>libertarianism etc... I know he would disapprove of divinely
            >inspired boatbuilding. but it happens. . .
            >
            >While listening to the sermon on Sunday, I figured out a quick a
            >clever way to get that darned 400 lb. lead keel in place. Today
            >after work, I tried it out and the keel is in place and ready for
            >sheathing and glass work. This makes the idea divinely inspired. I
            >may have to raise my church pledge if this continues.
            >
            >1. I placed the keel flat on the starboard side of the cradle under
            >the boat.
            >
            >2. I attached vertical 1.5" square posts from the port side of the
            >keel batten to the cradle. This serves to capture the keel as it is
            >lifted to its vertical state.
            >
            >3. The keel is lifed with a hydraulic floor jack to vertical.
            >
            >4. I temporarily secured more vertical posts on the starboard side
            >of the keel batten. The keel can't fall over, but can be slid fore
            >and aft.
            >
            >5. The keel is positioned in place and screws from the port side to
            >the lead hold it in place while the starboard sheathing is drilled
            >and fit dry. Next to apply epoxy and nail it shut. the process is
            >repeated on the other side and then the whole assembly will be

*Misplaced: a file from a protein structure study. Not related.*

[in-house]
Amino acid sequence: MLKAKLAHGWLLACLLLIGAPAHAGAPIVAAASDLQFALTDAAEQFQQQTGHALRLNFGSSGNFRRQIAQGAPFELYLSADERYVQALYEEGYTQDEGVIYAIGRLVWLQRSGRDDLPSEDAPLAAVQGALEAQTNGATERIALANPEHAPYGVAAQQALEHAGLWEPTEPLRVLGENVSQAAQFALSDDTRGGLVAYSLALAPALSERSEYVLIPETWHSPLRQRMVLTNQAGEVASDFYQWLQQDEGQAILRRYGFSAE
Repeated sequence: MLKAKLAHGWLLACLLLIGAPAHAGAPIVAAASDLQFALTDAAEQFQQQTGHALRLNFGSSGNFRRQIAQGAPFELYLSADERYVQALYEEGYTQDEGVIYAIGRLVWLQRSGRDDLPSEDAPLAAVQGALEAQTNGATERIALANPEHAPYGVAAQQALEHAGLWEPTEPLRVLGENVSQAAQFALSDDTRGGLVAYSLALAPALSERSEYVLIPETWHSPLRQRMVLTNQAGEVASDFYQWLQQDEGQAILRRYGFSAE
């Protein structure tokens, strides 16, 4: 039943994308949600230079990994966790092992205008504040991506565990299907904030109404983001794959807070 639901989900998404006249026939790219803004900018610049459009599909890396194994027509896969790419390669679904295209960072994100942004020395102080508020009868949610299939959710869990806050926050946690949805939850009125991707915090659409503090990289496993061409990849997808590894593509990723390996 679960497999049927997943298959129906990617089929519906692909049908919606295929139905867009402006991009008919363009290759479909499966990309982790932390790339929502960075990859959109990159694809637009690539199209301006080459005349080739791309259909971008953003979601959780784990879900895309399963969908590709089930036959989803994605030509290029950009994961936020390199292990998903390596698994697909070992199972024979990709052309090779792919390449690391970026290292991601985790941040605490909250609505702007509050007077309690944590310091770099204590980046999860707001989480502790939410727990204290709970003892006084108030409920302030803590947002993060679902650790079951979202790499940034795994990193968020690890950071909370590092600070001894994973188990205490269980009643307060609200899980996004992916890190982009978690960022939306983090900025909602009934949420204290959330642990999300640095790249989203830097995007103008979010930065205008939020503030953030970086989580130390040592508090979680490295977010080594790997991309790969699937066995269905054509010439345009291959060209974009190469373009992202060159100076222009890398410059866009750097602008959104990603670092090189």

>sheathed with 6 oz. glass.
            >
            >This whole process of lifting and positioning took under an hour with
            >no heavy labor.
            >
            >David Jost
            > "celebrating the moment with a fine Czech pilsner"
            >
            >

            _________________________________________________________________
            Get your FREE download of MSN Explorer at http://explorer.msn.com
          • djost@ma.ultranet.com
            ... Yes, I know that Noah was the first boatbuilder of noteable fame. He was an amateur and today could not become a licenced naval architect, go figure. We
            Message 5 of 5 , May 1, 2001
              --- In bolger@y..., "Michael Surface" <msurface@h...> wrote:
              > David
              >
              > Remember Noah!
              >
              Yes, I know that Noah was the first boatbuilder of noteable fame. He
              was an amateur and today could not become a licenced naval architect,
              go figure. We also know that Jesus walked on water to visit the
              fishermen. We do not know what kind of boat they were in as the
              details are sketchy, but I bet that it was similar to the clam skiff.
              (there got Bolger boats in!).

              David Jost
              "Leaving work early to epoxy"